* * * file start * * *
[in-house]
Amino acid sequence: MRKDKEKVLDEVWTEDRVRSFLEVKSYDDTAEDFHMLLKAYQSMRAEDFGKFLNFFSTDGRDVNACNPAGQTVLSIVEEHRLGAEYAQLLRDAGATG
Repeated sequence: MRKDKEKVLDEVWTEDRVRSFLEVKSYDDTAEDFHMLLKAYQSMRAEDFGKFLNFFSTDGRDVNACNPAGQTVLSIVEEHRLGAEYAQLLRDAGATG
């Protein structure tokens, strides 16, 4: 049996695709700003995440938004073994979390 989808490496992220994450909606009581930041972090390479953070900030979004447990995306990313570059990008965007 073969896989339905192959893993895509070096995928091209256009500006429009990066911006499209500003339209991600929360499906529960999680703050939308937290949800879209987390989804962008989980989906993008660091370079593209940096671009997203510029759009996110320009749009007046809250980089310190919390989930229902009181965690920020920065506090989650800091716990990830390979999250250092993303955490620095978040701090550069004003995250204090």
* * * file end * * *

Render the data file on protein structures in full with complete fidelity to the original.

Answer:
[in-house]
Amino acid sequence: MRKDKEKVLDEVWTEDRVRSFLEVKSYDDTAEDFHMLLKAYQSMRAEDFGKFLNFFSTDGRDVNACNPAGQTVLSIVEEHRLGAEYAQLLRDAGATG
Repeated sequence: MRKDKEKVLDEVWTEDRVRSFLEVKSYDDTAEDFHMLLKAYQSMRAEDFGKFLNFFSTDGRDVNACNPAGQTVLSIVEEHRLGAEYAQLLRDAGATG
């Protein structure tokens, strides 16, 4: 049996695709700003995440938004073994979390 989808490496992220994450909606009581930041972090390479953070900030979004447990995306990313570059990008965007 073969896989339905192959893993895509070096995928091209256009500006429009990066911006499209500003339209991600929360499906529960999680703050939308937290949800879209987390989804962008989980989906993008660091370079593209940096671009997203510029759009996110320009749009007046809250980089310190919390989930229902009181965690920020920065506090989650800091716990990830390979999250250092993303955490620095978040701090550069004003995250204090």